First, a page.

Preposterous, overlong, relentlessly cynical and exploitative, this is nevertheless a supremely well crafted film. Avoids most cliches and has a good ear for dialogue for an action flick. But seriously, it is WAY too long and could have lost a good hour of editing without damaging its very fine finale.

Thursday, July 19, 2012

Fred Willard fired from PBS after arrest | Daily Dish :
"The 'Anchorman: The Legend of Ron Burgundy' star, 72, was taken into custody on Wednesday night after undercover vice officers allegedly caught him masturbating while watching a porn film at adult movie cinema Tiki Theater in Hollywood....Ironically, his arrest comes almost 21 years to the day that actor Paul Reubens, aka Pee Wee Herman, was booked for indecent exposure in July, 1991, after police officers allegedly caught him masturbating in an adult theater in Sarasota, Fla."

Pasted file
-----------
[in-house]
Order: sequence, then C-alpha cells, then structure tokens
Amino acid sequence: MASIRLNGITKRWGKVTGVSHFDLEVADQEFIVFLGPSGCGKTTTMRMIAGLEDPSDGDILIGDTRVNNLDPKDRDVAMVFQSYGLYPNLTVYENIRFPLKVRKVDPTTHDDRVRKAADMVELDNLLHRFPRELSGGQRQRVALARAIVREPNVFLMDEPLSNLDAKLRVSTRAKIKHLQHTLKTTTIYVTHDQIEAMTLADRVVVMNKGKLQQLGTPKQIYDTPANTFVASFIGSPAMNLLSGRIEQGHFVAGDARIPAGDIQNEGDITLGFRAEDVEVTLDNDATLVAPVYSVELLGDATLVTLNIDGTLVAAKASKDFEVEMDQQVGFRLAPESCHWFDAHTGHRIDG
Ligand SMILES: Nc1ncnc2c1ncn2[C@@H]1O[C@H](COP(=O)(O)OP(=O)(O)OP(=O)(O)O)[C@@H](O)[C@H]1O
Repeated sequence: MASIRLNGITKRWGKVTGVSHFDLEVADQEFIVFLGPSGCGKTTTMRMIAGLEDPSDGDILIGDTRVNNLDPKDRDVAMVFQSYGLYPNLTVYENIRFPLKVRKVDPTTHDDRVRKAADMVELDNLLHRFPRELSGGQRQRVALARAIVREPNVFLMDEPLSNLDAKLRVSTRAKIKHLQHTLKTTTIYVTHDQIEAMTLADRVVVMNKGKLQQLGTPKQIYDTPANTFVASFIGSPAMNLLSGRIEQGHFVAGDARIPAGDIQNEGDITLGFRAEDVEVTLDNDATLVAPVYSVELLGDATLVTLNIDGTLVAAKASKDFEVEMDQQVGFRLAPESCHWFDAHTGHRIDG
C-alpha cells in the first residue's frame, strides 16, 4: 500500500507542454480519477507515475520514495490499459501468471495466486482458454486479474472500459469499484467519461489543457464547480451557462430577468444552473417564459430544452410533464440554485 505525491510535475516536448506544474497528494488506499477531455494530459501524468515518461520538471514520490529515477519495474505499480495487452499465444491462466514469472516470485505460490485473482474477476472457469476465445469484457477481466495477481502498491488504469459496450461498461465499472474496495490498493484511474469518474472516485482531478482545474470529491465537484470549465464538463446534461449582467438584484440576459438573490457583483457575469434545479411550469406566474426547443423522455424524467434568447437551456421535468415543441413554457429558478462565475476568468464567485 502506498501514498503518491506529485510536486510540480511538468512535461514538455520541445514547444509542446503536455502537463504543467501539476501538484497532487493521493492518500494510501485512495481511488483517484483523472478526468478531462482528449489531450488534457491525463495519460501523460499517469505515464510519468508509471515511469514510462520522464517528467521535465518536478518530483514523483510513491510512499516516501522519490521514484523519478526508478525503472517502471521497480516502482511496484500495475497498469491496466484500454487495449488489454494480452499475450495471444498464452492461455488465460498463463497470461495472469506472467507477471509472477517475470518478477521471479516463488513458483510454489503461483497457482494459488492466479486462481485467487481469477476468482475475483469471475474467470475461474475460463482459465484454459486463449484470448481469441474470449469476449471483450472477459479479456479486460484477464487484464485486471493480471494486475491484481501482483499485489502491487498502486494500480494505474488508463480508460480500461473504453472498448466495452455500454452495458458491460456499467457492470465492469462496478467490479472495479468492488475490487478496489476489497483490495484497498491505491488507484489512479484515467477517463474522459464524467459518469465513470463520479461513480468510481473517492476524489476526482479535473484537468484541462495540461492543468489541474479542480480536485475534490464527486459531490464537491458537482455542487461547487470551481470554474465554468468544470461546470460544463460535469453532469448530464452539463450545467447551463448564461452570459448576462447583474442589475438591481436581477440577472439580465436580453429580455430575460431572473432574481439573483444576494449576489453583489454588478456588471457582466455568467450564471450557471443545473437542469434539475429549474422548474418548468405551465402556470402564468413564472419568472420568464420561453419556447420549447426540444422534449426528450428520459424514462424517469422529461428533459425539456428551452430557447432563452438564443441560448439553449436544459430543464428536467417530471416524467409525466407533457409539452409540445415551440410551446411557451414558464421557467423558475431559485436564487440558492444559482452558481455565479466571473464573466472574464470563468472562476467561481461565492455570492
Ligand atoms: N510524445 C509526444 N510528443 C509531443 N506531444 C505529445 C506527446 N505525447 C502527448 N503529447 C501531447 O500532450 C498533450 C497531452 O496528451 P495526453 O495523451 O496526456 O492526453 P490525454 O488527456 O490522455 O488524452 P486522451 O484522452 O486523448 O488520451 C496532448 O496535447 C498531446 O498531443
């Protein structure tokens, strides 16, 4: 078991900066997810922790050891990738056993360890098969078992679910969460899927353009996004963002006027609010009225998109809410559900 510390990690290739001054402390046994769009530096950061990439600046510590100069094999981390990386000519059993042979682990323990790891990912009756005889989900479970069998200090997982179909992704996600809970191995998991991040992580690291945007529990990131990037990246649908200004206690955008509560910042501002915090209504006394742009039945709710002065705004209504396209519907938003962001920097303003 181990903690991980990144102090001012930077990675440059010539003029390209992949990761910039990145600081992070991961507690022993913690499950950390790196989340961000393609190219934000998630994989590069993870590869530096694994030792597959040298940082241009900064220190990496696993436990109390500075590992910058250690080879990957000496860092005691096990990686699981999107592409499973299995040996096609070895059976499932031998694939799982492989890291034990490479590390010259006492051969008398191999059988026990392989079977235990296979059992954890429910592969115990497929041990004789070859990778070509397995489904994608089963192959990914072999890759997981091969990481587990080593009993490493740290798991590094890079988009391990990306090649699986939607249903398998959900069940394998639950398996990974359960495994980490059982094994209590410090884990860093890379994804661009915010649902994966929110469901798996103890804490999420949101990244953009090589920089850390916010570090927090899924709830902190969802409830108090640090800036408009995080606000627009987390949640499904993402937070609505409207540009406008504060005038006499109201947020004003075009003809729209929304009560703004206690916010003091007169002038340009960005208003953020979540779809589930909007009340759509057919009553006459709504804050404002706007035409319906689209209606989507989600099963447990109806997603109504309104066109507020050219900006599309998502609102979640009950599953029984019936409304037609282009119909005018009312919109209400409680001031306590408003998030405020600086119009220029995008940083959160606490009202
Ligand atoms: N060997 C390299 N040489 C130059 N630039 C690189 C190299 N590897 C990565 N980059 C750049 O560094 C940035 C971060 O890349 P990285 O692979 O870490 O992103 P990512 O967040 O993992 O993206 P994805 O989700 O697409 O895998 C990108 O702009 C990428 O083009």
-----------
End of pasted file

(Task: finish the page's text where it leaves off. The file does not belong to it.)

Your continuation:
Do we really need to have cops patrolling ADULT cinemas looking for pervs? I mean, isn't that the whole point of adult cinemas? Isn't there enough REAL crime around to keep these cops busy?
Blow (2001)***
Sort of "Goodfellas"-lite, this is another example of our keen ability to self-delude. The protagonist is only likable because Johnny Depp plays him but director Ted Demme admirably lets the viewer make up his own mind with a fast-paced (almost TOO fast paced) script and a fine cast.

Tuesday, July 17, 2012

The High Commissioner (1968)**
Top notch cast and nice production values don't quite make a satisfying spy thriller. Holds interest and has some really sharp moments, just not enough of them. The script and direction needed tightening.

Monday, July 16, 2012

Diamonds Are Forever (1971)***
Bond enters the '70's. Possibly the creepiest of the series, with strange, sadistic bad guys and a much older looking Connery. The production values are appropriately schlocky as befitting the times and much of the action takes place in big bad Las Vegas in those pre-Disneyfied days. Jill St. John never looked better and Shirley Bassey never sounded better.

Saturday, July 14, 2012

Plan 9 from Outer Space (1959)*
Starts off great with Criswell in full closeup intoning ominously. Then...well let's just say it really is as bad as everyone says.
The Adventures of Robin Hood (1938)**